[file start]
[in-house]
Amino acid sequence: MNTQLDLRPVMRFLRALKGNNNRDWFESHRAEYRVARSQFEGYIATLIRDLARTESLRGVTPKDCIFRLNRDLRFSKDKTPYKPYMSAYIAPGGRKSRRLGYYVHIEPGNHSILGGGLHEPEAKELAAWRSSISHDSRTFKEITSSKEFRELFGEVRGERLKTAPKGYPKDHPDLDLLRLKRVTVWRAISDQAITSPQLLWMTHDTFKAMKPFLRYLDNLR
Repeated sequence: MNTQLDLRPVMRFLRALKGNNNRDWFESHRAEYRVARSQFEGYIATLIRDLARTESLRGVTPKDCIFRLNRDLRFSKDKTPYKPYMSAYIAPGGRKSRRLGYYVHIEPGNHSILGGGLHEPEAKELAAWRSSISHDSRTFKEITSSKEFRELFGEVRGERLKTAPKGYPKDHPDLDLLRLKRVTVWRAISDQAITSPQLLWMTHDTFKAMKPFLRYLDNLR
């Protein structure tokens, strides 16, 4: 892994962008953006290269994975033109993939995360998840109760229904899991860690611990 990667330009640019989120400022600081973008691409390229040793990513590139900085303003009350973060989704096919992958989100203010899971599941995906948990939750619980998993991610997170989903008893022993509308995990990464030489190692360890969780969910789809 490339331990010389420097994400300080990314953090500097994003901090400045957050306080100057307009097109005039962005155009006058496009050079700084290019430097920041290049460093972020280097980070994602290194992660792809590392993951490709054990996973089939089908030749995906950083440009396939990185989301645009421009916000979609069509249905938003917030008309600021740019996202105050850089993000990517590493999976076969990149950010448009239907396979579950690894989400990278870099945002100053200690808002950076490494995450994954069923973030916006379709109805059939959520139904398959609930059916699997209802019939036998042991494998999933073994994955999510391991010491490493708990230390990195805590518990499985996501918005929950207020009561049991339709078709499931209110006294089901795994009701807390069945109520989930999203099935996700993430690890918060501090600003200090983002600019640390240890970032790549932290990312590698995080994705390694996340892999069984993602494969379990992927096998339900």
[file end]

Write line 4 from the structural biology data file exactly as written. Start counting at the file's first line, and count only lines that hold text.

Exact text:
């Protein structure tokens, strides 16, 4: 892994962008953006290269994975033109993939995360998840109760229904899991860690611990 990667330009640019989120400022600081973008691409390229040793990513590139900085303003009350973060989704096919992958989100203010899971599941995906948990939750619980998993991610997170989903008893022993509308995990990464030489190692360890969780969910789809 490339331990010389420097994400300080990314953090500097994003901090400045957050306080100057307009097109005039962005155009006058496009050079700084290019430097920041290049460093972020280097980070994602290194992660792809590392993951490709054990996973089939089908030749995906950083440009396939990185989301645009421009916000979609069509249905938003917030008309600021740019996202105050850089993000990517590493999976076969990149950010448009239907396979579950690894989400990278870099945002100053200690808002950076490494995450994954069923973030916006379709109805059939959520139904398959609930059916699997209802019939036998042991494998999933073994994955999510391991010491490493708990230390990195805590518990499985996501918005929950207020009561049991339709078709499931209110006294089901795994009701807390069945109520989930999203099935996700993430690890918060501090600003200090983002600019640390240890970032790549932290990312590698995080994705390694996340892999069984993602494969379990992927096998339900």